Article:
How many people are involved today? And who are the people giving money?

Most countries of the world do not have data related to the number of loan accounts that could be called “microcredit”. As a result, it is difficult to estimate the actual number of people involved in microcredit today. However, the Microcredit Summit of 2007 estimated that, globally, about 133 million people are touched by microcredit, and about 93 million of them could be defined as the “poorest”. Interestingly, the Summit also recorded that about 90 per cent of the ‘poorest’ are reached by just 67 microfinance institutions (or just 2 per cent of all microfinance institutions). Another study by the World Savings Bank Institute (WSBI) in 2005, using a different definition for microcredit, put the total number of borrowers at about 190 million.

Data on the microfinance institutions (MFIs) that provide microcredit are also hard to come by. According to some estimates, there are more than 10,000 MFIs in the world. However, official documents report a much lower number of MFIs. According to the 2007 World Microcredit Summit, there were 3,316 MFIs as on 31st of December 2006.

The most widely used global database on the subject is the MIX Market database, where data is largely self-reported. As per the latest information for 2009, only 2,004 MFIs provided data to the database. For these 2,004 MFIs, the total number of borrowers was 92.2 million; the gross loan portfolio was $ 65 billion; total deposits amounted to $ 27.1 billion; average loan balance per borrower was $ 523.4.

Do people receive help other than money, such as advice or counseling?

Yes, sometimes. One of the important non-financial services claimed to be offered by MFIs is related to women’s empowerment. Here, some MFIs claim to offer business and leadership training to female borrowers, others claim to offer training related to women’s rights while others claim to offer counseling or legal services to female borrowers affected by domestic violence.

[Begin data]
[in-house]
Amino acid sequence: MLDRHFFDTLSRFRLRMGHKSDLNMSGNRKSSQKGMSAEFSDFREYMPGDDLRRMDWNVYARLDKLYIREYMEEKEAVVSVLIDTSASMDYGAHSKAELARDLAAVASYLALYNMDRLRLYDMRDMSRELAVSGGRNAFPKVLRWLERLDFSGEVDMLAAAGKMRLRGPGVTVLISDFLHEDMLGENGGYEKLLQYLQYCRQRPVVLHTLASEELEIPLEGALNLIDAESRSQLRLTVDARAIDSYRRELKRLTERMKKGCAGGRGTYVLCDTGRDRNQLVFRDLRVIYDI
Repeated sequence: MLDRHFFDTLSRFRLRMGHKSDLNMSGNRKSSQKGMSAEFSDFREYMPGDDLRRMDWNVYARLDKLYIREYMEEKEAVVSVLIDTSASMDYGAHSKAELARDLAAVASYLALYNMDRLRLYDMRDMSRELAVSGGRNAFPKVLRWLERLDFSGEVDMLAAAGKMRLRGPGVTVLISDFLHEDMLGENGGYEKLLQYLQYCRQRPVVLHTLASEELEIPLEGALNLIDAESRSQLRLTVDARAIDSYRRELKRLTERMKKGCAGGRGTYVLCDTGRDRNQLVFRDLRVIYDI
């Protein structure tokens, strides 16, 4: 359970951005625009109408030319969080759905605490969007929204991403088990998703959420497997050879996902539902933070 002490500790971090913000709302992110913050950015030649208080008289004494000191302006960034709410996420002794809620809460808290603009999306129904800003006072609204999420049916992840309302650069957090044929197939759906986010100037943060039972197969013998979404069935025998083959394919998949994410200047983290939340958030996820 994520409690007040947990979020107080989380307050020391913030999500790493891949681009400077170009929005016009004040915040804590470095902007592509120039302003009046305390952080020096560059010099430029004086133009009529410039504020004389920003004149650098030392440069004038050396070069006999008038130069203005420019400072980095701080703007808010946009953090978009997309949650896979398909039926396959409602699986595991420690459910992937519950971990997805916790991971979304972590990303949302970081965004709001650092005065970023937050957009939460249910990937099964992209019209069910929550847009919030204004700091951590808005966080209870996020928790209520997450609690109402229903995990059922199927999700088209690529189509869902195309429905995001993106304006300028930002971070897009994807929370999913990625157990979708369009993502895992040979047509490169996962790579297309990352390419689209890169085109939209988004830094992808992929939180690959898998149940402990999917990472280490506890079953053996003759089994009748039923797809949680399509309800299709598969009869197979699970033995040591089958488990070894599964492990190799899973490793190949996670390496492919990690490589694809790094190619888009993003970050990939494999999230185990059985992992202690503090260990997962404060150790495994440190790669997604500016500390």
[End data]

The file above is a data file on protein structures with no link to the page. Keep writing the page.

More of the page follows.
Do people receive any help from the State or public organizations?

Not always. In some cases, governments provide special subsidies for MFIs in the form of either grants or tax-waivers on products. In certain other cases, governments provide discounts on interest rates charged to the MFIs.

Do you think that microcredit can eradicate poverty?

Untill now, I have uncritically explained the concept of microcredit and its features. However, when it comes to impact analyses, it is hard not to be critical.

Over the last few years, microcredit has attained celebrity status in the dominant development discourse. It is claimed that microcredit has transformed the lives of the poor across the world through its innovative methods of small-loan provision. The argument here is that microcredit raised the incomes of the poor so much that they moved above the income-poverty line. At the International Microcredit Summit, sponsored by the World Bank in 1997, Mohammad Yunus declared that the “summit [was] about creating a process that will send poverty to the museum...”

The problem, however, is that careful studies by scholars have not supported this argument. There is not yet a respected study in social sciences that has shown conclusively that microcredit has reduced income-poverty in a significant way. Most studies that do claim so are based on questionable methodologies. Princeton economist Jonathan Morduch wrote in the Journal of Economic Literature that “while strong claims are made for the ability of micro-finance to reduce poverty, only a handful of studies use sizable samples and appropriate frameworks to answer the question.” As a result, “even the most fundamental claims remain unsubstantiated.” At best, studies have shown that microcredit serves as a weak survival strategy for the poor. While studies show that incomes have been raised, these increases are also admittedly marginal.

How is it then that the concept has endeared itself to a wide range of international organisations and governments?

In my view, the most important reason is that NGO-led microcredit provision fits in well with the principles of financial liberalisation. A major objective of financial liberalization is the retreat of public institutions from the provision of credit to the poor. In this view, microcredit institutions are seen as the alternative when public banks withdraw. The NGO provision of microcredit has been promoted across the world by institutions like the World Bank as a substitute for state-led formal credit provision.